Dining Out

Decor provides the most spark

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June 1, 2008

948 Broadway (Route 1 north), Saugus
Open daily, 11:30 a.m.-2 a.m.
All major credit cards accepted.
Accessible to the handicapped

Some North Shore restaurants boast of their harbor and ocean views. Kowloon has no views at all. It's just as well: If the Route 1 landmark had windows, they'd mostly overlook fast-moving cars and acres of asphalt.

The spectacle at Kowloon is all on the inside. The 1,200-seat restaurant, which calls itself "America's premier Asian dining complex," promises diners an escape into a pseudo-Polynesian fantasy world. The dining rooms include the Tiki Lagoon, with fake palm trees and tableside fountains; the Volcano Bay Room, outfitted with nautical paraphernalia, including several boats hanging overhead; and the Luau Room, good for private parties of up to 500.

The food at Kowloon isn't anything special, but the kitsch factor is off the charts. To judge from the celebrity photos on the walls, professional wrestlers seem to find the restaurant especially appealing.

Unfortunately, our hostess quickly led our party of four to a featureless dining room near the front before we had a chance to get our bearings. No carved tikis, no thatched roofs. But we cheered up when we noticed that just about every other table in the room seemed to have a dish on fire. Much larger flames flared up periodically from the grill of an open kitchen in one corner, where chefs in red jackets and white hats scurried about.

Wanting a fire of our own, we ordered the flaming ambrosia ($15), a staple here for more than 40 years. (The restaurant's website includes a gallery of menus and illustrated matchbook covers dating to the 1950s. Flaming Ambrosia turned out to be a hollowed-out half-pineapple filled with chunks of fried, battered chicken immersed in a pool of liquid. Our efficient but uncommunicative waiter plunked the dish down on our table and ignited it with a flick of his lighter as he turned to leave. After watching the blue flames for several minutes, we finally had to blow them out so we could start eating.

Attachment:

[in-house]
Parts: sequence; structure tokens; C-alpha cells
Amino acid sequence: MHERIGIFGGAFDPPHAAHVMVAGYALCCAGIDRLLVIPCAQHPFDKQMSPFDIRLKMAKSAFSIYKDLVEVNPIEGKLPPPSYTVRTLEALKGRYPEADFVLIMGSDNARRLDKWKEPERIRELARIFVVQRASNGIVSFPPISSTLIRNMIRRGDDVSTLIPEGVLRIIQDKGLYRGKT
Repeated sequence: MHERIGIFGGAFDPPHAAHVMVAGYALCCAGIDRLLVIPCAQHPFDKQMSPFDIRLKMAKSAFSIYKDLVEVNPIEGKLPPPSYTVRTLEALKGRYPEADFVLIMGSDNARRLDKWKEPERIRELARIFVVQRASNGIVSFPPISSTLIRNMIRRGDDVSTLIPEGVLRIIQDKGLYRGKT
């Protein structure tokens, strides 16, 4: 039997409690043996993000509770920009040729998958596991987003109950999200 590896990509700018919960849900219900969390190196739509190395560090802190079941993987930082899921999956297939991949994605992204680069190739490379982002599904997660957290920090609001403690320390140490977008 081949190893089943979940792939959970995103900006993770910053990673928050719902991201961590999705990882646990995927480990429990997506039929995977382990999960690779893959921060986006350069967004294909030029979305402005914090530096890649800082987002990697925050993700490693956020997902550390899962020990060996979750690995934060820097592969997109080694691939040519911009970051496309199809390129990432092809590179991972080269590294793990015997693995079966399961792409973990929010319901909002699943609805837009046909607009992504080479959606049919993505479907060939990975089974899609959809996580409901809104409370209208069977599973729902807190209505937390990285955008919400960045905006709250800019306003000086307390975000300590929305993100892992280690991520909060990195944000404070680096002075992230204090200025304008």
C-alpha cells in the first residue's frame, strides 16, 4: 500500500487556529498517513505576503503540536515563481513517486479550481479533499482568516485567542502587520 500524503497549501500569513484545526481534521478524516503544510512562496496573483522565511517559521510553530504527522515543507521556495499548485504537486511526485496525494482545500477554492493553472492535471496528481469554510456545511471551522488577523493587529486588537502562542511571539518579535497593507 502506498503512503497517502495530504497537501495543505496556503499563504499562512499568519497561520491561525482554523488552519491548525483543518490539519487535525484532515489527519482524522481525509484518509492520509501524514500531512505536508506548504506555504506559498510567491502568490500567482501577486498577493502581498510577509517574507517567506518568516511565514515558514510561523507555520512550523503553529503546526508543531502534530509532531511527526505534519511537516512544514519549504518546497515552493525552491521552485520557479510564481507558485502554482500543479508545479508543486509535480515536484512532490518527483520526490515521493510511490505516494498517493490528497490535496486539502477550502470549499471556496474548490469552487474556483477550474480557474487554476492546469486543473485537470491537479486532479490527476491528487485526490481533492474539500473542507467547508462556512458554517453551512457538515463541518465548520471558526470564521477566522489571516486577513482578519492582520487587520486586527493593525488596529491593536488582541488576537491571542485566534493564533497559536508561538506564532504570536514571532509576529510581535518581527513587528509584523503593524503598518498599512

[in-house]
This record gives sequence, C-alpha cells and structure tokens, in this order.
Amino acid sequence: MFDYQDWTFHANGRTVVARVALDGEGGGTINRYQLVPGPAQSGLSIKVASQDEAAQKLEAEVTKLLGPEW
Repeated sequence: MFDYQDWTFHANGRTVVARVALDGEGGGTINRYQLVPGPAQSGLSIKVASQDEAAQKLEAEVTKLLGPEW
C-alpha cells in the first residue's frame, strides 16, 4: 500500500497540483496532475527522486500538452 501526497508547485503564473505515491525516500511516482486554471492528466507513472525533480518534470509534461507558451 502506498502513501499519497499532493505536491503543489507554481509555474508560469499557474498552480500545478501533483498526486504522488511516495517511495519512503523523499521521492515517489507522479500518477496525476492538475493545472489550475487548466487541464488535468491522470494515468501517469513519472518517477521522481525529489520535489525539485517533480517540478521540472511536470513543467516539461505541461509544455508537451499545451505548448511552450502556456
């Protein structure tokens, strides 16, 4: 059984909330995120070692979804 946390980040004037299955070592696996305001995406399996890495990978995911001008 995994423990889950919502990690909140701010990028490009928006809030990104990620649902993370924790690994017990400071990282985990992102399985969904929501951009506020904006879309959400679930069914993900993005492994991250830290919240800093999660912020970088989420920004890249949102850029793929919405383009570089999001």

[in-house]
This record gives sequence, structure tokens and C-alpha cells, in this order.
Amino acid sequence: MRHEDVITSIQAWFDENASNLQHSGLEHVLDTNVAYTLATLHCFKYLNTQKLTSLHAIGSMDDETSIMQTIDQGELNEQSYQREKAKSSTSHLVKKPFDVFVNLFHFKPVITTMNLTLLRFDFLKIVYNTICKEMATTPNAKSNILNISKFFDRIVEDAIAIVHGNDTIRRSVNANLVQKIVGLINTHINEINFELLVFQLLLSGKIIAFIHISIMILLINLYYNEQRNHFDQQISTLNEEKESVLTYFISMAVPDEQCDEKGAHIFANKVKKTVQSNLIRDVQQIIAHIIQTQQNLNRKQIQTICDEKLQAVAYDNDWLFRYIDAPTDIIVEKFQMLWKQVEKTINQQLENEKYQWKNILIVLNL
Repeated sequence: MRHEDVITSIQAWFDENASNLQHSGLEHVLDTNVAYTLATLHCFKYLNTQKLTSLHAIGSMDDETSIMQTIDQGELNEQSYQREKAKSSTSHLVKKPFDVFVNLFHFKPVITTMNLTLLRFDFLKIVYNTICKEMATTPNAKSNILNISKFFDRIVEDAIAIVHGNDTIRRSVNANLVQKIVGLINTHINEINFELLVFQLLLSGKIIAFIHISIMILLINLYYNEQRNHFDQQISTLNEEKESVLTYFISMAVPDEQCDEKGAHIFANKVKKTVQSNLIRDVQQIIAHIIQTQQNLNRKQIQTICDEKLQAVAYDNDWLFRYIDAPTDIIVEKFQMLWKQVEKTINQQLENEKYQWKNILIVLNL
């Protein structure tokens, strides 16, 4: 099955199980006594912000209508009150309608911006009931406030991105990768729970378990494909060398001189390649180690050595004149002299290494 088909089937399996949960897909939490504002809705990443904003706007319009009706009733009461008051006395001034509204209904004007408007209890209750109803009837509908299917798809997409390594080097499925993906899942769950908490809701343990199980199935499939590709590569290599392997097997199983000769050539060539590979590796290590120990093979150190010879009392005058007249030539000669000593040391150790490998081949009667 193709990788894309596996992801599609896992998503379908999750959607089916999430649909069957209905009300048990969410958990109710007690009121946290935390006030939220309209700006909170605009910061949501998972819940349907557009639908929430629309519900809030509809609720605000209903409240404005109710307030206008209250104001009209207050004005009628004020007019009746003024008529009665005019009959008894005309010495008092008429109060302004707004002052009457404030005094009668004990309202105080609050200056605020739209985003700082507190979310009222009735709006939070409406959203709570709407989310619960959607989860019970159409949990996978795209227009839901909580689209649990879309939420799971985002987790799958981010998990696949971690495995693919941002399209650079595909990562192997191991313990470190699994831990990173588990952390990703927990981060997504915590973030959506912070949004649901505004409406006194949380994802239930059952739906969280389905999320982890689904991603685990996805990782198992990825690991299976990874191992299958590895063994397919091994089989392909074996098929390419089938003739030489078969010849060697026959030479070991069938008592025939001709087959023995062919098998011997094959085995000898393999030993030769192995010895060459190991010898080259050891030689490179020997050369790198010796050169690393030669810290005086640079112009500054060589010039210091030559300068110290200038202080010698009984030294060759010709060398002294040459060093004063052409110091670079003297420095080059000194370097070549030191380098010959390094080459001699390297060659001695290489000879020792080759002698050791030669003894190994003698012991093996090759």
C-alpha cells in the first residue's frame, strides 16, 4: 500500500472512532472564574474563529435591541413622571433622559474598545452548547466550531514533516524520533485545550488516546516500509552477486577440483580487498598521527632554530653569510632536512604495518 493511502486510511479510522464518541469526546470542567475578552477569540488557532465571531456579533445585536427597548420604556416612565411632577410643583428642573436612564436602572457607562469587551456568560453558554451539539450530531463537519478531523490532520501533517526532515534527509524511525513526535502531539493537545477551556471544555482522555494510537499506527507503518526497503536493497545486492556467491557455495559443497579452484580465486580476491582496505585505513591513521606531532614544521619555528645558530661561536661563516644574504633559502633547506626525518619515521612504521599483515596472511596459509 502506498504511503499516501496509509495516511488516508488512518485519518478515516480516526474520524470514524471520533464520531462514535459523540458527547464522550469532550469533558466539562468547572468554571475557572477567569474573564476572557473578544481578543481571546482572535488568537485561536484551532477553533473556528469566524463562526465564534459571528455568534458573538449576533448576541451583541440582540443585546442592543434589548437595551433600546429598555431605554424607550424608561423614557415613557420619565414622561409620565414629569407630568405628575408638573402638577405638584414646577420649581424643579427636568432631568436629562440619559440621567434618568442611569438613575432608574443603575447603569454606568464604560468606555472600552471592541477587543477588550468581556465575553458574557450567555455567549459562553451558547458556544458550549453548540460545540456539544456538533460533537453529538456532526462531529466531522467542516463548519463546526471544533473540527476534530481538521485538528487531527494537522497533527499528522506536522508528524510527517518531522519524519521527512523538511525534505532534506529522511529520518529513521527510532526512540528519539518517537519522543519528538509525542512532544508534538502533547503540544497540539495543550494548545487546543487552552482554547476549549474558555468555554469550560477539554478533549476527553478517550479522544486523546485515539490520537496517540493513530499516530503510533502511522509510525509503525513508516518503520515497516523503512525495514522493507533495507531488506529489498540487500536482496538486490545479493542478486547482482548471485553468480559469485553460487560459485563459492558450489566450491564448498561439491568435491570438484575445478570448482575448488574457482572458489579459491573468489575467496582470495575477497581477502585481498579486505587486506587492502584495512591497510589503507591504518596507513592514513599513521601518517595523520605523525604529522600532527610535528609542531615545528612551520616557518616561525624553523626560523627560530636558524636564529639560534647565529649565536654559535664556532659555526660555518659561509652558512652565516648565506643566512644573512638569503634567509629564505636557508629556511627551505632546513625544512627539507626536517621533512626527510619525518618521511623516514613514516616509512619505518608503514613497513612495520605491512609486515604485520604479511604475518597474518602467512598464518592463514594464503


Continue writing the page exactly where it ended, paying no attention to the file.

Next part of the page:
Maybe we should have been patient: The flammable liquid, we were told, was 150-proof rum, and enough alcohol remained to give the soggy chicken a harsh, almost medicinal flavor.

An appetizer of boneless spare ribs ($8) was more to our taste. The meat was chewy and abundant and not coated in sweet sauce. We got our quota of sweet with a plate of sesame tofu ($10), in a sugary orange sauce surrounded by a wreath of crunchy broccoli. The tofu cubes were chewy on the outside, custardy on the inside, and we gobbled them up.

Other dishes were perfectly satisfying, if unexciting. The char shue ding ($9) - diced barbecued pork and vegetables crowned with almonds - was solid but bland. A plate of spicy shredded pork in garlic sauce ($9.75), Yu Hsiang style, was tastier.

In honor of the Boston sports-radio legend, we ordered the Eddie Andelman lo mein ($17), which was chicken, onions, pea pods, and a few shrimp here and there on a large pile of al-dente, pan-fried noodles. It was good, but not $17 good, and it arrived warm rather than hot.

When we asked our 19-year-old son his opinion of the meal, he said, "Exactly what I expected: regular old Chinese food."

Next time, we'll insist on sitting in the Volcano Bay Room or maybe the Tiki Lagoon. Even if the food is "regular," our surroundings will be anything but.


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